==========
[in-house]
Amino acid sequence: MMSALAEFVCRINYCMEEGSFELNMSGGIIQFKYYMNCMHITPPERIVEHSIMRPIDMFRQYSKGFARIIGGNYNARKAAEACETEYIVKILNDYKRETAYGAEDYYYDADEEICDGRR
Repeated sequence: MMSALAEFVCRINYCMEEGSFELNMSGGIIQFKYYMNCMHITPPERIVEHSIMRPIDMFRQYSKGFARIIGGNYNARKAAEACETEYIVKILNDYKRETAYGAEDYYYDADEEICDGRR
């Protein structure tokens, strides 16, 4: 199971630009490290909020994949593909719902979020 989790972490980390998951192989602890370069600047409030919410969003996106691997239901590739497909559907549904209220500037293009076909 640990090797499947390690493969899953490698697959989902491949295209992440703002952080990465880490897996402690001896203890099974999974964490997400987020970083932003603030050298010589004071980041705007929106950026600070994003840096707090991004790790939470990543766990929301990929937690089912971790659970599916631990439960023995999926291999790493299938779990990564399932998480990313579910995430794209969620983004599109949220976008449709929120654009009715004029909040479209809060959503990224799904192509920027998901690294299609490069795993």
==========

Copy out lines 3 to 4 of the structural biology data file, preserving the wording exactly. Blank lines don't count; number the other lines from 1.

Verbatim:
Repeated sequence: MMSALAEFVCRINYCMEEGSFELNMSGGIIQFKYYMNCMHITPPERIVEHSIMRPIDMFRQYSKGFARIIGGNYNARKAAEACETEYIVKILNDYKRETAYGAEDYYYDADEEICDGRR
């Protein structure tokens, strides 16, 4: 199971630009490290909020994949593909719902979020 989790972490980390998951192989602890370069600047409030919410969003996106691997239901590739497909559907549904209220500037293009076909 640990090797499947390690493969899953490698697959989902491949295209992440703002952080990465880490897996402690001896203890099974999974964490997400987020970083932003603030050298010589004071980041705007929106950026600070994003840096707090991004790790939470990543766990929301990929937690089912971790659970599916631990439960023995999926291999790493299938779990990564399932998480990313579910995430794209969620983004599109949220976008449709929120654009009715004029909040479209809060959503990224799904192509920027998901690294299609490069795993």